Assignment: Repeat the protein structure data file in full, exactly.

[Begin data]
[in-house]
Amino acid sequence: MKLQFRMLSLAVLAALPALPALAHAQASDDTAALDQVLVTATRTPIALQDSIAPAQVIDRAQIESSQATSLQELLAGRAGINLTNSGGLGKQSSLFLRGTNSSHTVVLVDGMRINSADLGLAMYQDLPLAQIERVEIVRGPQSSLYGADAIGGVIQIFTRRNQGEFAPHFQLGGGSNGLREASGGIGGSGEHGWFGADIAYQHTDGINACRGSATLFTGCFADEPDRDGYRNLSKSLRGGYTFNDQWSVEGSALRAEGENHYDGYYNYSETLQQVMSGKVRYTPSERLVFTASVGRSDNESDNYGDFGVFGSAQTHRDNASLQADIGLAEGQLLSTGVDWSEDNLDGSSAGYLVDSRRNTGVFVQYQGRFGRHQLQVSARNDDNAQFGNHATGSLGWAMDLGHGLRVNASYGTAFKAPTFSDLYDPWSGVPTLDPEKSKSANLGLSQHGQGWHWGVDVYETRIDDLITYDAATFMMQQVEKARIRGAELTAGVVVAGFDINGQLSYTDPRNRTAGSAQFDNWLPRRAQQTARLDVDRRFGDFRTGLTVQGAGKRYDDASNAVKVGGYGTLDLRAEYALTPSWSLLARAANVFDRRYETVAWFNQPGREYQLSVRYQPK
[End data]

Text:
[in-house]
Amino acid sequence: MKLQFRMLSLAVLAALPALPALAHAQASDDTAALDQVLVTATRTPIALQDSIAPAQVIDRAQIESSQATSLQELLAGRAGINLTNSGGLGKQSSLFLRGTNSSHTVVLVDGMRINSADLGLAMYQDLPLAQIERVEIVRGPQSSLYGADAIGGVIQIFTRRNQGEFAPHFQLGGGSNGLREASGGIGGSGEHGWFGADIAYQHTDGINACRGSATLFTGCFADEPDRDGYRNLSKSLRGGYTFNDQWSVEGSALRAEGENHYDGYYNYSETLQQVMSGKVRYTPSERLVFTASVGRSDNESDNYGDFGVFGSAQTHRDNASLQADIGLAEGQLLSTGVDWSEDNLDGSSAGYLVDSRRNTGVFVQYQGRFGRHQLQVSARNDDNAQFGNHATGSLGWAMDLGHGLRVNASYGTAFKAPTFSDLYDPWSGVPTLDPEKSKSANLGLSQHGQGWHWGVDVYETRIDDLITYDAATFMMQQVEKARIRGAELTAGVVVAGFDINGQLSYTDPRNRTAGSAQFDNWLPRRAQQTARLDVDRRFGDFRTGLTVQGAGKRYDDASNAVKVGGYGTLDLRAEYALTPSWSLLARAANVFDRRYETVAWFNQPGREYQLSVRYQPK